At the same time, WordPress was pushing out teaser pages on their blog every time I added something and at no charge to me.

Yet if I had just made the blog about me and my books it wouldn’t have got any hits because nobody had heard of me.

Ideas for Other Genres

So that’s the secret I give to you, my ALLi friends! Forget yourself, at the outset of your writing career – you are not important enough to be a big draw on your own. Don’t call the blog “Fred Smith Author”, call it something related to your work.

Look at your novel’s  genre, name your blog to reflect that genre and find related things to it that people would be interested in and give each a blog page. Plus, of course, add pages about you and about your books, with a click-through to your Amazon sales page. Then promote it with enticing tweets or other social media posts.

For example, if you write romance, it could be a romance blog of many different pages, each one acting as a keyword to attract people interested in:

  • romantic meals
  • best romantic rilms
  • romantic holidays
  • celebrity weddings
  • wedding planning
  • Cupid
  • Valentine's Day, etc

If you write historical novels, how about pages relevant to your chosen era: Magna Carta, Civil War,  militaria of the era, battles, wars, social history etc.

If you promote those interesting pages via social media with a link to your blog, you have a chance of people interested in the subject clicking through, and then also looking at your profile/book page. If your books interest them, it's an easy step to click through to Amazon and buy.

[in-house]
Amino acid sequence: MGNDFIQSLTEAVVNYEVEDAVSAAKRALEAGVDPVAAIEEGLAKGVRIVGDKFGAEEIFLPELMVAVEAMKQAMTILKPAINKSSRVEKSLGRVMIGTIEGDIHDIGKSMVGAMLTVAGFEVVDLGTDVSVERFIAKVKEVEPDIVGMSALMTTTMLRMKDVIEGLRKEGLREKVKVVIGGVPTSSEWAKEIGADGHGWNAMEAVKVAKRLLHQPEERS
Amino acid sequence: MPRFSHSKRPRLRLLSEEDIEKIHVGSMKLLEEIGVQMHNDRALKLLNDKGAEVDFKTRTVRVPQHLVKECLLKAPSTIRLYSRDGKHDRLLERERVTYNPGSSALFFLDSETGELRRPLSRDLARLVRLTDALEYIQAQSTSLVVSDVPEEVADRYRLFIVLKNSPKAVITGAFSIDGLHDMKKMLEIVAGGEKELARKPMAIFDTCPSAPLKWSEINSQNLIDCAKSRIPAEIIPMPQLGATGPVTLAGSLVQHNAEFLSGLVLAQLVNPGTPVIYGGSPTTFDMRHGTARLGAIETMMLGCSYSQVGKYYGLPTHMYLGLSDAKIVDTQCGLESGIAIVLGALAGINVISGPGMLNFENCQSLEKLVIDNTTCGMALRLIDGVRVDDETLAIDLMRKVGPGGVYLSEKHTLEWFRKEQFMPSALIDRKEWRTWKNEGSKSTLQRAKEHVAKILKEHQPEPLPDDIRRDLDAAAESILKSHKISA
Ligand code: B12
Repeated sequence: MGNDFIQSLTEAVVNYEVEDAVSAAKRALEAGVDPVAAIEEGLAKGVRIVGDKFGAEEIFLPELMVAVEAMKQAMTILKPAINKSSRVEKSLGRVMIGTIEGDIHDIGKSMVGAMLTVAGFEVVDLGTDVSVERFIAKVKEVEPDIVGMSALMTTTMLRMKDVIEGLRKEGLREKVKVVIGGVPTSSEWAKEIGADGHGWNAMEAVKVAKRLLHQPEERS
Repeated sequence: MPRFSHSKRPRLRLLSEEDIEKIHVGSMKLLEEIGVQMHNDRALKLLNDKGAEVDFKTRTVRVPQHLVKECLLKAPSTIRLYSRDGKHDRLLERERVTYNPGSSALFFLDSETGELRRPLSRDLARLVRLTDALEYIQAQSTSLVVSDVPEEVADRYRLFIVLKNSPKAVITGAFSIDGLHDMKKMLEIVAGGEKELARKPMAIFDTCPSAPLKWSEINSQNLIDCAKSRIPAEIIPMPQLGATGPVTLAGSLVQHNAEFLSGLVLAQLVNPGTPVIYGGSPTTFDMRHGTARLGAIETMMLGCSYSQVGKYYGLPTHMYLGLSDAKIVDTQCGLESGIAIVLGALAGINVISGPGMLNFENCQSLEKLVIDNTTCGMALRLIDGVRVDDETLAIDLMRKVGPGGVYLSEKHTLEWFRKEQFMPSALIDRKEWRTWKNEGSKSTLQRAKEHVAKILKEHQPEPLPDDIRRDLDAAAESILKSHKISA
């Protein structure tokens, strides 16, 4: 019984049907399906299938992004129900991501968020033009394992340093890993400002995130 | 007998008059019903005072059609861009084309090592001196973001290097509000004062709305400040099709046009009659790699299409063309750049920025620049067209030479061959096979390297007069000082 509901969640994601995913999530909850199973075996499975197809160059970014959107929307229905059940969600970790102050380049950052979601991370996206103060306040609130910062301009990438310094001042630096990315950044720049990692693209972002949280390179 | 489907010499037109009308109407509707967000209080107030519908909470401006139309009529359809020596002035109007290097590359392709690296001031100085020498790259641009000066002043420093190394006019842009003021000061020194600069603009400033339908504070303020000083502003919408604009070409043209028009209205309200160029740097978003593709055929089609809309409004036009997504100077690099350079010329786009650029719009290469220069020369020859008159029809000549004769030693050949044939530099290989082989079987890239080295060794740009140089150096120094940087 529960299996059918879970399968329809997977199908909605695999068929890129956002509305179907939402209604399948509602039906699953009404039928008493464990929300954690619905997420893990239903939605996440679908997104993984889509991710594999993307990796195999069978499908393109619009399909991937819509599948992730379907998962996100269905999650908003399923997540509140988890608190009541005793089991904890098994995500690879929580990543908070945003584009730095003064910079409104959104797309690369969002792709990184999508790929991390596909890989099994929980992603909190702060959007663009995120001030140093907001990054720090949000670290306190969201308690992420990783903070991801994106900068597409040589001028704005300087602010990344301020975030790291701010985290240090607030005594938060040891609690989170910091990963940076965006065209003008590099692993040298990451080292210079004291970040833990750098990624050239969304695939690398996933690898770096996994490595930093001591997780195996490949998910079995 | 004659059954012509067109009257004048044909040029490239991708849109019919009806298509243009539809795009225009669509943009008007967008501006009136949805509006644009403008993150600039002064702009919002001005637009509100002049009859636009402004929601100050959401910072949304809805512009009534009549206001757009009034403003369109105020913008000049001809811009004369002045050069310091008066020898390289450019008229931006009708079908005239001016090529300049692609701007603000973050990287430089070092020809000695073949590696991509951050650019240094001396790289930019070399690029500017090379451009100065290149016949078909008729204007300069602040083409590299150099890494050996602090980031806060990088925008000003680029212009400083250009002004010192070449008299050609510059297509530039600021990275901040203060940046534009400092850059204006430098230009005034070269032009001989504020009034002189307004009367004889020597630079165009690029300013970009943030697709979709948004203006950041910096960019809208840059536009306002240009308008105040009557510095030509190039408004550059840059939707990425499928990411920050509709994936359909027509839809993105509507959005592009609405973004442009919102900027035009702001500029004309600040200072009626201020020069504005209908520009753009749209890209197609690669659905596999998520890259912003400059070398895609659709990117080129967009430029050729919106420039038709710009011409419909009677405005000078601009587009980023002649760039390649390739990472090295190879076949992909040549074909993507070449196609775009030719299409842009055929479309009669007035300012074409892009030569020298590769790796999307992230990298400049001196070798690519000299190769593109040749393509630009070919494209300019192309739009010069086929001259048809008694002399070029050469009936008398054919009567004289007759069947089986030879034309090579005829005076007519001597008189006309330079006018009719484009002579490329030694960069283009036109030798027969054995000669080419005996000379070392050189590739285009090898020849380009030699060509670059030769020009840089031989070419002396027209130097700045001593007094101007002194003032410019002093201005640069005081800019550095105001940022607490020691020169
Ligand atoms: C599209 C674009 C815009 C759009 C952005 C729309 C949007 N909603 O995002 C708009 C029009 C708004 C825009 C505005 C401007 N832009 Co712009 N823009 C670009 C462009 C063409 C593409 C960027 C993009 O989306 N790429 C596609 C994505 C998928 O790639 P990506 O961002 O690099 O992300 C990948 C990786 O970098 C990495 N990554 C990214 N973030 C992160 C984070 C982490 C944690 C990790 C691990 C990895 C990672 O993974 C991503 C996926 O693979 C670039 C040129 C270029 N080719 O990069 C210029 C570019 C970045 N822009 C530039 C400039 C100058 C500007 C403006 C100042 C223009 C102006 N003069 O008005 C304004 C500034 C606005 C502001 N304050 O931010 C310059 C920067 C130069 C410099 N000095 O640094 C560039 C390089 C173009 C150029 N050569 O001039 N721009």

As you become better known, people who Google your name will still be able to find information about you and your books, as they would on an author website.

cover of latest book in series

The latest book in Barry's series

Evidence of Sales

Does it work? Well, my free blog attacts viewers from all around the world, looking at an average of four posts each, and giving a significant number of click-throughs to my Amazon sales page. The resulting sales cost me nothing but a small amount of time and trouble involved in setting up the blog and occasionally updating it. As I'm writing a series (the seventh book has just come out), there's also a strong chance of sell-through from each click. So yes, it's working for me, and it's a system I am happy to share.

OVER TO YOU Have you tried Barry's approach to promote your books? We'd love to hear about other authors who have taken a similar approach.

#Indieauthors - wondering how to draw attention to your books when you're relatively unknown? Check out @crimewriter1's lateral thinking tip here for using a specialist blog Click To Tweet

From the ALLi Author Advice Center Archive

Author: Barry Faulkner

B L Faulkner's early writing career was as a copywriter with the London advertising agency Erwin Wasey Ruthrauff & Ryan, during which time he got lucky with some light entertainment scripts sent to the BBC and Independent Television and became a script editor and writer on a freelance basis, working on most of the LE shows of the 1980-90s. During that period, while living out of a suitcase in UK hotels for a lot of the time, he filled many notebooks with DCS Palmer case plots; and in 2015 he finally found time to start putting them in order and into book form. Six are finished and published so far, with more to come.